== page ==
The area’s beer industry is spearheaded by four breweries: Black Bear Microbrew (Orono), Sea Dog Brewing Co. (Bangor), Geaghan Brothers Brewing Co. (Bangor) and Penobscot Bay Brewing (Winterport). Even the state-renowned Friars’ Bakehouse has gotten into the game with its Bucksport location Friars’ Brewhouse, which just made its beer available to the public last year. And, in addition to those making beer, consumers in the area have become increasingly sophisticated with the help of establishments such as Nocturnem Draft Haus and Blaze restaurant and bar offering a nice selection of local and domestic craft beers, as well as somewhat obscure international options.
“The Bangor scene is really being driven by local businesses,” said Andrew Geaghan, owner and brewer of Geaghan Brothers Brewing Co, at Bangor’s annual Tap Into Summer brew fest on June 21.
“I was very scared, to be honest, when [Hollywood Casino Hotel and Raceway] came into town. We knew it was going to be an influx of people, we knew it was going to be an influx of money, but I was afraid it was going to turn Bangor into a sort of cookie-cutter, chain restaurant sort of affair. And the local business community has really stepped up to the plate and owned it, and embraced the casino in a positive way, and turned what could have been this white-washing sort of effect into a real coloring of our community.”
In turn, Bangor has blossomed into a place where young entrepreneurs can thrive, including the local brewers who can contribute to the burgeoning Maine beer scene. But what is it that draws so many Bangorians and other Mainers into the business?
“I think some of it is Maine independence, you know, everyone likes to do it their way,” said Mike Anderson, owner and brewer of Penobscot Bay Brewery, at the Tap Into Summer fest. And, for Anderson, there’s also the appeal that Winterport’s water chemistry is uncannily similar to that of Munich, Germany. It’s great for wine, but for Anderson, it’s even better for beer.
“Basically I tend to hold my beer to the German purity law,” he said.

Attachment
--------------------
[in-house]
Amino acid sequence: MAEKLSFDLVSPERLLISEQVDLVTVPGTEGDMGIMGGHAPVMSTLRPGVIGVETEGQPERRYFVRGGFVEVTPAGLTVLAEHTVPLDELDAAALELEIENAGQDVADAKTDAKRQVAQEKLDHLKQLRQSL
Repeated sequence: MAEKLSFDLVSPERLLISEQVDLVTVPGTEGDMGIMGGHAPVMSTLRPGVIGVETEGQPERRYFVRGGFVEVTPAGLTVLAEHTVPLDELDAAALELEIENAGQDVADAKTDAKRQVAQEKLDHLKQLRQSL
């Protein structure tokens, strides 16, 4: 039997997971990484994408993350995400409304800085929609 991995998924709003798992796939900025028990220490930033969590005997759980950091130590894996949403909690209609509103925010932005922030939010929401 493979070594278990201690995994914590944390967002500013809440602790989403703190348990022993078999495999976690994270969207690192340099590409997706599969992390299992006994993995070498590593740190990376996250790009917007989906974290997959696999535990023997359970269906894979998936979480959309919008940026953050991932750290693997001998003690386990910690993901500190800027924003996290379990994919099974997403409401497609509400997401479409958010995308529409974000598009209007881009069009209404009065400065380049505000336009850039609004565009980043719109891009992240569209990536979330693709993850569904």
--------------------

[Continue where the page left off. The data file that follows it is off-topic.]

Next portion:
“Water, grain, barley primarily, a little bit of wheat – I like wheat because it makes nice texture – yeast and hops. Anything else, it doesn’t qualify as beer in Germany. I do have one beer that doesn’t fit that, I make a honey ginger lager. Because it has Winterport honey in it, local Maine honey in it, and it has Maine-grown ginger in it.”
Geaghan, on the other hand, prides himself on bringing American-style ales to Bangor.
“We felt like when we came into the game three years ago, the American beer scene was dominated by English-style beers. Which is fine. There’s nothing wrong with it. They’re big, malty beers,” said Geaghan.
“This hop-forward, clean malt profile, American-stye beer is just growing in this country, and that’s what we wanted to bring into the Maine market. It’s kind of us, guys like Sebago; Baxter came into the game with that style, Rising Tide has that style. And we try to be Bangor’s beer, really.”
But ultimately, despite different tastes and approaches, Bangor’s brewers display a sense of unity and cooperation that Anderson described as “unbelievable.” Each beer maker is ready to lend a hand to their fellow brewers at a moment’s notice.
“Bangor’s really growing. It’s a fun place to be. It’s vibrant, it’s alive,” said Geaghan.
“There are a lot of festivities, a lot of festivals, a lot of concerts, just a lot of fun local stuff going on. And the beer community is a big part of that.”
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